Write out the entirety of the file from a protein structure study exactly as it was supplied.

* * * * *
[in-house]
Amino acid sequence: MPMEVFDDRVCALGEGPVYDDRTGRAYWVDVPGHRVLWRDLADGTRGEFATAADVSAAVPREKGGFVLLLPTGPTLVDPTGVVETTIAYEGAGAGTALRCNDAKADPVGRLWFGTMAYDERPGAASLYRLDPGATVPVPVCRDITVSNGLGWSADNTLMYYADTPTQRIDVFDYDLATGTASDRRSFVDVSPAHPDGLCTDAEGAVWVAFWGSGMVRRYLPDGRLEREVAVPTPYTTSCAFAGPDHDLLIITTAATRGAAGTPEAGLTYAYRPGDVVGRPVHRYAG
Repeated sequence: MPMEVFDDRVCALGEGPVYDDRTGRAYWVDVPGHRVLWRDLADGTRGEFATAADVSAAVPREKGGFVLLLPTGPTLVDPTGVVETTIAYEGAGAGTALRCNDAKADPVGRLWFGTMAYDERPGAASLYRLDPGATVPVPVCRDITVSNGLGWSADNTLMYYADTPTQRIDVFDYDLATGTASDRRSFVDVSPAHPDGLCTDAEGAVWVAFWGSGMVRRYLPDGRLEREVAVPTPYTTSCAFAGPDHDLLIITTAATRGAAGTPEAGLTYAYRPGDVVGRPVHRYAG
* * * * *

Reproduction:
[in-house]
Amino acid sequence: MPMEVFDDRVCALGEGPVYDDRTGRAYWVDVPGHRVLWRDLADGTRGEFATAADVSAAVPREKGGFVLLLPTGPTLVDPTGVVETTIAYEGAGAGTALRCNDAKADPVGRLWFGTMAYDERPGAASLYRLDPGATVPVPVCRDITVSNGLGWSADNTLMYYADTPTQRIDVFDYDLATGTASDRRSFVDVSPAHPDGLCTDAEGAVWVAFWGSGMVRRYLPDGRLEREVAVPTPYTTSCAFAGPDHDLLIITTAATRGAAGTPEAGLTYAYRPGDVVGRPVHRYAG
Repeated sequence: MPMEVFDDRVCALGEGPVYDDRTGRAYWVDVPGHRVLWRDLADGTRGEFATAADVSAAVPREKGGFVLLLPTGPTLVDPTGVVETTIAYEGAGAGTALRCNDAKADPVGRLWFGTMAYDERPGAASLYRLDPGATVPVPVCRDITVSNGLGWSADNTLMYYADTPTQRIDVFDYDLATGTASDRRSFVDVSPAHPDGLCTDAEGAVWVAFWGSGMVRRYLPDGRLEREVAVPTPYTTSCAFAGPDHDLLIITTAATRGAAGTPEAGLTYAYRPGDVVGRPVHRYAG